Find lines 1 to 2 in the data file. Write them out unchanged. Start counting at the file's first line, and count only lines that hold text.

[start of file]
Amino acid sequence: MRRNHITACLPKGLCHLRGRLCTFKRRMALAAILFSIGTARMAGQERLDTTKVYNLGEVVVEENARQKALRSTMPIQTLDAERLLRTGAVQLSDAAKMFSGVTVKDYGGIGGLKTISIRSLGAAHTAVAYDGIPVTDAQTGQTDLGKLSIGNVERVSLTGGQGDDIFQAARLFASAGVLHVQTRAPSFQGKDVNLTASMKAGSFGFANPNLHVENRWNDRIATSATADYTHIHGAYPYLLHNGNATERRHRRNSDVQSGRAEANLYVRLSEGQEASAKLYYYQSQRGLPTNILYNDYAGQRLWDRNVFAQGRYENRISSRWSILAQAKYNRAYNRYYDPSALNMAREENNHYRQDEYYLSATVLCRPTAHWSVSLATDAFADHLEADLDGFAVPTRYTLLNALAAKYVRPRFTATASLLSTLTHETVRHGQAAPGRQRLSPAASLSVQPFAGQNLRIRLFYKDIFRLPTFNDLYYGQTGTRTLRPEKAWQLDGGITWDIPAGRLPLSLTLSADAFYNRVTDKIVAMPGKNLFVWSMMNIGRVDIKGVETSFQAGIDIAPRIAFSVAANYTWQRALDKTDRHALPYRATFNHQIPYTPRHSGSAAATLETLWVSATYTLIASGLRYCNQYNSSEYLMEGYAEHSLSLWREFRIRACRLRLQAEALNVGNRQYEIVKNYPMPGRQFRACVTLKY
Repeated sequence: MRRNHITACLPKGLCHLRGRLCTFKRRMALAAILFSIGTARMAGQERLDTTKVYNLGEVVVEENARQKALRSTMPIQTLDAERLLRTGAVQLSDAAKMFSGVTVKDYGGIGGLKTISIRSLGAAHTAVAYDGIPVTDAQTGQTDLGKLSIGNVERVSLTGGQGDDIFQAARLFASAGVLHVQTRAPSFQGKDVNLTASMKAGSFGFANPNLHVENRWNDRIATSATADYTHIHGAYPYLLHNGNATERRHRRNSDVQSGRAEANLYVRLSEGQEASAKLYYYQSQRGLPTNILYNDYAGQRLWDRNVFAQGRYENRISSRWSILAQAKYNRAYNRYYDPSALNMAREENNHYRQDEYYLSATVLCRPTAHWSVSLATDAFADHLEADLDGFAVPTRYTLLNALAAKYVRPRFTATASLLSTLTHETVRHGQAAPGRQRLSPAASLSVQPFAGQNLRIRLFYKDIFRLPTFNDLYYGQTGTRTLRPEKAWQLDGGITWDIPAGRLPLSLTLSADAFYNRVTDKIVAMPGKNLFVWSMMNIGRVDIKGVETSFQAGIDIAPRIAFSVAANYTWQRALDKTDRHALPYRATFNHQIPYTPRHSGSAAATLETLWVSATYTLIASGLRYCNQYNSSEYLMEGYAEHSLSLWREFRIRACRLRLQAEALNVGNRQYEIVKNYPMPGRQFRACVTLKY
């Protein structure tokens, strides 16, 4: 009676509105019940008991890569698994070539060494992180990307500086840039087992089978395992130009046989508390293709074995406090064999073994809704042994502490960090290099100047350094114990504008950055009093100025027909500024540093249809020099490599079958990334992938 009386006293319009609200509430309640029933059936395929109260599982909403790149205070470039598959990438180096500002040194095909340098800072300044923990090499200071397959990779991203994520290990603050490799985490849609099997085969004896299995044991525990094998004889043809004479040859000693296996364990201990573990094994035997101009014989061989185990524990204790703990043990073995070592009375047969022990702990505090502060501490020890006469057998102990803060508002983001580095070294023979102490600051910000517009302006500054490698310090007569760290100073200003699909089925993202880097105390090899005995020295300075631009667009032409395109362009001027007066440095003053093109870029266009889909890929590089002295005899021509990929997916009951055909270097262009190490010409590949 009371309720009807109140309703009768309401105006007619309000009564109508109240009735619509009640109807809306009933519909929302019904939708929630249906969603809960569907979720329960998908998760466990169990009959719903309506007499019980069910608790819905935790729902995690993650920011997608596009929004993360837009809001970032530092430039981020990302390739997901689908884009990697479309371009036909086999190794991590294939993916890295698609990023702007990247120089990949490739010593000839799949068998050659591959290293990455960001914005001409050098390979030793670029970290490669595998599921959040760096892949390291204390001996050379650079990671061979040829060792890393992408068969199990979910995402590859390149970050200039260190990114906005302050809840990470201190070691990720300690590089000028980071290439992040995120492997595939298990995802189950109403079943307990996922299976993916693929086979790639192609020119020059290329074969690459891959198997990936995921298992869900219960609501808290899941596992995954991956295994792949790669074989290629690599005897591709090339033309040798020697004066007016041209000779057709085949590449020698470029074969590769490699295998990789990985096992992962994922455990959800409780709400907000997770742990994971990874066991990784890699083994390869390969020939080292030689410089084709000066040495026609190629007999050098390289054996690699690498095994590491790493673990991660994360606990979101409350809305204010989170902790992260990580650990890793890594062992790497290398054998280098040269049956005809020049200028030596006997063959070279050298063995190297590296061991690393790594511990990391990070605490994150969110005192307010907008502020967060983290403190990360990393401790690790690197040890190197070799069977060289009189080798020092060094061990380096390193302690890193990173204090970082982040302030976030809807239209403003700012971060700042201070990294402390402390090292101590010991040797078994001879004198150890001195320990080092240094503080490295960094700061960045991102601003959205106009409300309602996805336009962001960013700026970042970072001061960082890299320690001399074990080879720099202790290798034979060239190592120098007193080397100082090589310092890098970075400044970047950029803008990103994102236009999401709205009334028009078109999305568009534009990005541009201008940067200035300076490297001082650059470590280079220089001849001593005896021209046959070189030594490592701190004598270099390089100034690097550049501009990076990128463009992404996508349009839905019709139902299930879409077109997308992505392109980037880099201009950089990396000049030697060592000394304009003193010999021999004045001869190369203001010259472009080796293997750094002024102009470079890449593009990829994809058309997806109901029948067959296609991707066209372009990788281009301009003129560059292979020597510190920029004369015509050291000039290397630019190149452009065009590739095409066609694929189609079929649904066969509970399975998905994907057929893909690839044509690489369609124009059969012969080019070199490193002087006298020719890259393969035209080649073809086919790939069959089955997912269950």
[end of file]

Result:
Amino acid sequence: MRRNHITACLPKGLCHLRGRLCTFKRRMALAAILFSIGTARMAGQERLDTTKVYNLGEVVVEENARQKALRSTMPIQTLDAERLLRTGAVQLSDAAKMFSGVTVKDYGGIGGLKTISIRSLGAAHTAVAYDGIPVTDAQTGQTDLGKLSIGNVERVSLTGGQGDDIFQAARLFASAGVLHVQTRAPSFQGKDVNLTASMKAGSFGFANPNLHVENRWNDRIATSATADYTHIHGAYPYLLHNGNATERRHRRNSDVQSGRAEANLYVRLSEGQEASAKLYYYQSQRGLPTNILYNDYAGQRLWDRNVFAQGRYENRISSRWSILAQAKYNRAYNRYYDPSALNMAREENNHYRQDEYYLSATVLCRPTAHWSVSLATDAFADHLEADLDGFAVPTRYTLLNALAAKYVRPRFTATASLLSTLTHETVRHGQAAPGRQRLSPAASLSVQPFAGQNLRIRLFYKDIFRLPTFNDLYYGQTGTRTLRPEKAWQLDGGITWDIPAGRLPLSLTLSADAFYNRVTDKIVAMPGKNLFVWSMMNIGRVDIKGVETSFQAGIDIAPRIAFSVAANYTWQRALDKTDRHALPYRATFNHQIPYTPRHSGSAAATLETLWVSATYTLIASGLRYCNQYNSSEYLMEGYAEHSLSLWREFRIRACRLRLQAEALNVGNRQYEIVKNYPMPGRQFRACVTLKY
Repeated sequence: MRRNHITACLPKGLCHLRGRLCTFKRRMALAAILFSIGTARMAGQERLDTTKVYNLGEVVVEENARQKALRSTMPIQTLDAERLLRTGAVQLSDAAKMFSGVTVKDYGGIGGLKTISIRSLGAAHTAVAYDGIPVTDAQTGQTDLGKLSIGNVERVSLTGGQGDDIFQAARLFASAGVLHVQTRAPSFQGKDVNLTASMKAGSFGFANPNLHVENRWNDRIATSATADYTHIHGAYPYLLHNGNATERRHRRNSDVQSGRAEANLYVRLSEGQEASAKLYYYQSQRGLPTNILYNDYAGQRLWDRNVFAQGRYENRISSRWSILAQAKYNRAYNRYYDPSALNMAREENNHYRQDEYYLSATVLCRPTAHWSVSLATDAFADHLEADLDGFAVPTRYTLLNALAAKYVRPRFTATASLLSTLTHETVRHGQAAPGRQRLSPAASLSVQPFAGQNLRIRLFYKDIFRLPTFNDLYYGQTGTRTLRPEKAWQLDGGITWDIPAGRLPLSLTLSADAFYNRVTDKIVAMPGKNLFVWSMMNIGRVDIKGVETSFQAGIDIAPRIAFSVAANYTWQRALDKTDRHALPYRATFNHQIPYTPRHSGSAAATLETLWVSATYTLIASGLRYCNQYNSSEYLMEGYAEHSLSLWREFRIRACRLRLQAEALNVGNRQYEIVKNYPMPGRQFRACVTLKY